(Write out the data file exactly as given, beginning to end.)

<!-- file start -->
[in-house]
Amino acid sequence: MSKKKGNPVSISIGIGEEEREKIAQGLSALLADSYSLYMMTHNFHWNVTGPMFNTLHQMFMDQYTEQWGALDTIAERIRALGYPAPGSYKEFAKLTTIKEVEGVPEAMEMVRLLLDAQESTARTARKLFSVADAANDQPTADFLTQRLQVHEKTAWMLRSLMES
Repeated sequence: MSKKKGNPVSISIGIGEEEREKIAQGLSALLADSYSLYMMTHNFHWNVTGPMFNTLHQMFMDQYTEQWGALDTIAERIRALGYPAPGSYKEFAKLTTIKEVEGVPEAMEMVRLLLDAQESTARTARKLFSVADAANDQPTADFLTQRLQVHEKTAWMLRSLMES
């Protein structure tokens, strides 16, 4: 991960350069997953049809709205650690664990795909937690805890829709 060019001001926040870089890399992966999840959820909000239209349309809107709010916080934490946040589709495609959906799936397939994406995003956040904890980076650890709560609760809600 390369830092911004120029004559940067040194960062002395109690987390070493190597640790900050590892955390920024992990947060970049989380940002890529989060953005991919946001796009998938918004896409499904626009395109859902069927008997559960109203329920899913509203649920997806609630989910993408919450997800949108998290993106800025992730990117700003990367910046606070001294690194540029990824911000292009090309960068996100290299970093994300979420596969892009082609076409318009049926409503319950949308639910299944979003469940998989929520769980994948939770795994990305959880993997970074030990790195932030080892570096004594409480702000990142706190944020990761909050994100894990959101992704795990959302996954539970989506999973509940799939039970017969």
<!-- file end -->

[in-house]
Amino acid sequence: MSKKKGNPVSISIGIGEEEREKIAQGLSALLADSYSLYMMTHNFHWNVTGPMFNTLHQMFMDQYTEQWGALDTIAERIRALGYPAPGSYKEFAKLTTIKEVEGVPEAMEMVRLLLDAQESTARTARKLFSVADAANDQPTADFLTQRLQVHEKTAWMLRSLMES
Repeated sequence: MSKKKGNPVSISIGIGEEEREKIAQGLSALLADSYSLYMMTHNFHWNVTGPMFNTLHQMFMDQYTEQWGALDTIAERIRALGYPAPGSYKEFAKLTTIKEVEGVPEAMEMVRLLLDAQESTARTARKLFSVADAANDQPTADFLTQRLQVHEKTAWMLRSLMES
């Protein structure tokens, strides 16, 4: 991960350069997953049809709205650690664990795909937690805890829709 060019001001926040870089890399992966999840959820909000239209349309809107709010916080934490946040589709495609959906799936397939994406995003956040904890980076650890709560609760809600 390369830092911004120029004559940067040194960062002395109690987390070493190597640790900050590892955390920024992990947060970049989380940002890529989060953005991919946001796009998938918004896409499904626009395109859902069927008997559960109203329920899913509203649920997806609630989910993408919450997800949108998290993106800025992730990117700003990367910046606070001294690194540029990824911000292009090309960068996100290299970093994300979420596969892009082609076409318009049926409503319950949308639910299944979003469940998989929520769980994948939770795994990305959880993997970074030990790195932030080892570096004594409480702000990142706190944020990761909050994100894990959101992704795990959302996954539970989506999973509940799939039970017969």